While others are busy turning air into petrol, a company known as Newlight Technologies has figured out a way to turn air and greenhouse gases into environmentally-friendly plastics.
The scientists who worked with said company to develop this green-oriented technology claim that the biodegradable plastic they have managed to design and manufacture is both cheaper and better than the other types presently available on the market.
Not to mention the fact that, because it is made from greenhouse gases, it also helps fight back phenomena such as climate change and global warming.
“Inspired by carbon-capturing processes found in nature, Newlight has developed, patented, and commercialized a thermoplastic manufacturing technology that converts air and greenhouse gas (such as methane and carbon dioxide) into thermoplastics that can out-compete oil-based plastics on price, performance, and sustainability,” reads the company's official website.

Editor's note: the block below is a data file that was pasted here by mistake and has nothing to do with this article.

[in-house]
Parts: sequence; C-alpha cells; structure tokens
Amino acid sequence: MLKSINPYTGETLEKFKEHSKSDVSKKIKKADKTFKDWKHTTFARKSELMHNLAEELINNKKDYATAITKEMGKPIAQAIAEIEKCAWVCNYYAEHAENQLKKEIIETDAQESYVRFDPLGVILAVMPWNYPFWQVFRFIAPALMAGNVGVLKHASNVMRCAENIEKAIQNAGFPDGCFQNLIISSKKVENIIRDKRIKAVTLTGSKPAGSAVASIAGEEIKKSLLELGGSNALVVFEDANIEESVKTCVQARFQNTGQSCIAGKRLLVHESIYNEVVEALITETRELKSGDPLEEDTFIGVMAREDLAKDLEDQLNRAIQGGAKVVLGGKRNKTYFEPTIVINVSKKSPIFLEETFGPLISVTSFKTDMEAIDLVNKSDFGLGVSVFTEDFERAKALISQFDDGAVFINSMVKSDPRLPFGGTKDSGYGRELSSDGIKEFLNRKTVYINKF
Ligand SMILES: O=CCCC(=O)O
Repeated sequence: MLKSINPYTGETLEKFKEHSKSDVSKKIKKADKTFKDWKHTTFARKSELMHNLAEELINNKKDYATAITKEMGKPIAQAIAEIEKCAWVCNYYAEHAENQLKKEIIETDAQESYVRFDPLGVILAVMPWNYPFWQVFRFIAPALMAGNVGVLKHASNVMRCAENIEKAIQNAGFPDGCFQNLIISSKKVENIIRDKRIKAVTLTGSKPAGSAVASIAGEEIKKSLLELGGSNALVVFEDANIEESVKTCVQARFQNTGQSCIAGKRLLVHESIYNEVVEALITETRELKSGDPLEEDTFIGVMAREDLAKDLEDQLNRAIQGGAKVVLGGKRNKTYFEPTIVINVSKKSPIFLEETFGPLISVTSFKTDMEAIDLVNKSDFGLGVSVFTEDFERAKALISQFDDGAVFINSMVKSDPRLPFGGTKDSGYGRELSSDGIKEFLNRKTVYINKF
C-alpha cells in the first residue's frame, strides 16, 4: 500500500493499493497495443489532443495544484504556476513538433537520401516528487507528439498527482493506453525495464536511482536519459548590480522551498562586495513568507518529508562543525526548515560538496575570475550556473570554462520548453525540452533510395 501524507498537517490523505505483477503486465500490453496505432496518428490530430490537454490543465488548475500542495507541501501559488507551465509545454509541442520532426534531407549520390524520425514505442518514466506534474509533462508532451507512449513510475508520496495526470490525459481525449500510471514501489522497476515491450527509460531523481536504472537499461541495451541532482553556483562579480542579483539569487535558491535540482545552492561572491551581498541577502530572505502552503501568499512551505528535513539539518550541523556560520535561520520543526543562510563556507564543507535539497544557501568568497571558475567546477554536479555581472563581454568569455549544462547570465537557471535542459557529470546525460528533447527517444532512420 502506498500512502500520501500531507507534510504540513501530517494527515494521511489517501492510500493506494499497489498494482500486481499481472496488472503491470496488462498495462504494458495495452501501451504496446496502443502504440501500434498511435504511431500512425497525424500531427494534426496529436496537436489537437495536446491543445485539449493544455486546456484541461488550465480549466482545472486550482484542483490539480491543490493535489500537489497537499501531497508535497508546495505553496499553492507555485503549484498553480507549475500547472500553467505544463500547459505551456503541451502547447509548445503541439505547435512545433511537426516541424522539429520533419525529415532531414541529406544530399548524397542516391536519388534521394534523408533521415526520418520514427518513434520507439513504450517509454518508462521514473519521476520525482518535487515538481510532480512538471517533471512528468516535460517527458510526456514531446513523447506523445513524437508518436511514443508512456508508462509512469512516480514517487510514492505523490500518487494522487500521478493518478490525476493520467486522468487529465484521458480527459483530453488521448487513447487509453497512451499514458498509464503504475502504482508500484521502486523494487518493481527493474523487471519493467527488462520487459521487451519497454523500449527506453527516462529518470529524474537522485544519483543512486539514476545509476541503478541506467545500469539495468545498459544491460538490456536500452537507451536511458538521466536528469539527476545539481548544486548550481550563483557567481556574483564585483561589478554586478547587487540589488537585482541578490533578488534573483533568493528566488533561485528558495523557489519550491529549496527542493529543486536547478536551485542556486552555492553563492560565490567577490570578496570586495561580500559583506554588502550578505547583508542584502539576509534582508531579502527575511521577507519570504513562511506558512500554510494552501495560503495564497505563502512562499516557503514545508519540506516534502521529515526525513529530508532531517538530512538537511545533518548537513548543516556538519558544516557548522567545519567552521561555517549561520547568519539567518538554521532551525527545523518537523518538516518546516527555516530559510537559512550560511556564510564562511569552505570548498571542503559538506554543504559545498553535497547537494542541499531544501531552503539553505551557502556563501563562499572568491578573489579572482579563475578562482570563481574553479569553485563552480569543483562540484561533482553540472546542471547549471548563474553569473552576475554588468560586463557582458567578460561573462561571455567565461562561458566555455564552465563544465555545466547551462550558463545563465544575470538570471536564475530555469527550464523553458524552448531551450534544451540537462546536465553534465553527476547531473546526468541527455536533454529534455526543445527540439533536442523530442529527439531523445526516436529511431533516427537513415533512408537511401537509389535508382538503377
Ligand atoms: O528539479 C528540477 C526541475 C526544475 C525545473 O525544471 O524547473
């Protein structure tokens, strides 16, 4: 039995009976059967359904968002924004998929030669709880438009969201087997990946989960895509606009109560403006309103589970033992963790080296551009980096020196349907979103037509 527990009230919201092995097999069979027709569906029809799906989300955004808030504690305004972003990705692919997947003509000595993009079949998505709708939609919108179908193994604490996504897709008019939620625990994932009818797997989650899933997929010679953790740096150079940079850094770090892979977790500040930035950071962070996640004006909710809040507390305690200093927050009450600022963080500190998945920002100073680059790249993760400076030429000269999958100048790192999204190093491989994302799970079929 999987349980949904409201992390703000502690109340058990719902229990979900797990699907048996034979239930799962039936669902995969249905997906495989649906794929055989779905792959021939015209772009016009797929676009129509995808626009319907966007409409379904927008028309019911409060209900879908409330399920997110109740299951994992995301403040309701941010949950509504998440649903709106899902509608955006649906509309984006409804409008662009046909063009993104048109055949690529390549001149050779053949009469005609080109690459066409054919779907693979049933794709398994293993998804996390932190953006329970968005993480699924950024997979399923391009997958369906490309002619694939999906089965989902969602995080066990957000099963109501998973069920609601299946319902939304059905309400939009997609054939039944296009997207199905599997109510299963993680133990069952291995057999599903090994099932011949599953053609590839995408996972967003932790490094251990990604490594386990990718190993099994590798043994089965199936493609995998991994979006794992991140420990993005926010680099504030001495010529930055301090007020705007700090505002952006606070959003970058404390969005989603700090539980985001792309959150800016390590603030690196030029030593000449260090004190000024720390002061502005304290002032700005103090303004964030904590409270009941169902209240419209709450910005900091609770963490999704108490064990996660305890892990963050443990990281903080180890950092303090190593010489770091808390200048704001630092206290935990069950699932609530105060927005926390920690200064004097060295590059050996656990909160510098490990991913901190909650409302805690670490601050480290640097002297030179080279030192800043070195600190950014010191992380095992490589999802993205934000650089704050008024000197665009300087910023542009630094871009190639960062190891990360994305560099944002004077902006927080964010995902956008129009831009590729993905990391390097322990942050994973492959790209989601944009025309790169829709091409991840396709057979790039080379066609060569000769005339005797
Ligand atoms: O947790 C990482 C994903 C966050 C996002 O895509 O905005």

Tree Hugger lets us in on all the science talk surrounding this new and improved environmentally-friendly plastic material. Truth be told, it all seems pretty straightforward and fairly easy to comprehend.
Apparently, all one has to do in order to turn air and greenhouse gases into plastic is extract the carbon and oxygen molecules from these two readily-available resources, and then toy with them until they get rearranged long-chain thermoplastic polymers.
Given the fact that the technology used to manufacture this eco-friendly plastic does not involve the use of petroleum or food crops as inputs, it is to be expected that, should it be adopted on a global scale, significant progress could be made in terms of cutting down on air pollution.
As the company puts it, “In total: no oil and no food crops, just clean, cost-effective, abundant, non-oil inputs, including carbon that would otherwise be emitted into the air. Plastic that actually improves the environment.”
Meanwhile, other greenheads are trying to push for a more sustainable packaging industry by promoting the use of boxes made from mushroom roots.